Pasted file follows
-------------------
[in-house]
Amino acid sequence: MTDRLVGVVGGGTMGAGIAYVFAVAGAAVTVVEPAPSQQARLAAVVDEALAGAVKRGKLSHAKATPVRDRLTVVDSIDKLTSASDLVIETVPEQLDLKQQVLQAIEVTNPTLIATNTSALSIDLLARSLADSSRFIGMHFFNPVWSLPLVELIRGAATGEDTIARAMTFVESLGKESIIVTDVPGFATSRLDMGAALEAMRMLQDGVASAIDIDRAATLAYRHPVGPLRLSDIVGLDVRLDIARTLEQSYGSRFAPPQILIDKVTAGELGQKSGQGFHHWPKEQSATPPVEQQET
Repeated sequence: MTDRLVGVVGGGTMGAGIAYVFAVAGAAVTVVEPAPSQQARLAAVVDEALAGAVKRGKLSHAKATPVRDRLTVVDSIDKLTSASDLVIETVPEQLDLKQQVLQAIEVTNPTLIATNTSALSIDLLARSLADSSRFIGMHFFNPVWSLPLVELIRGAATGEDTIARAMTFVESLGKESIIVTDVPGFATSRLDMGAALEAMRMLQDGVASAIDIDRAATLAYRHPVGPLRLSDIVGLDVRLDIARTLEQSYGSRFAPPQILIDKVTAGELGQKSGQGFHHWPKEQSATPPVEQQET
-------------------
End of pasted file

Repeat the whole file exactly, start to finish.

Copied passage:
[in-house]
Amino acid sequence: MTDRLVGVVGGGTMGAGIAYVFAVAGAAVTVVEPAPSQQARLAAVVDEALAGAVKRGKLSHAKATPVRDRLTVVDSIDKLTSASDLVIETVPEQLDLKQQVLQAIEVTNPTLIATNTSALSIDLLARSLADSSRFIGMHFFNPVWSLPLVELIRGAATGEDTIARAMTFVESLGKESIIVTDVPGFATSRLDMGAALEAMRMLQDGVASAIDIDRAATLAYRHPVGPLRLSDIVGLDVRLDIARTLEQSYGSRFAPPQILIDKVTAGELGQKSGQGFHHWPKEQSATPPVEQQET
Repeated sequence: MTDRLVGVVGGGTMGAGIAYVFAVAGAAVTVVEPAPSQQARLAAVVDEALAGAVKRGKLSHAKATPVRDRLTVVDSIDKLTSASDLVIETVPEQLDLKQQVLQAIEVTNPTLIATNTSALSIDLLARSLADSSRFIGMHFFNPVWSLPLVELIRGAATGEDTIARAMTFVESLGKESIIVTDVPGFATSRLDMGAALEAMRMLQDGVASAIDIDRAATLAYRHPVGPLRLSDIVGLDVRLDIARTLEQSYGSRFAPPQILIDKVTAGELGQKSGQGFHHWPKEQSATPPVEQQET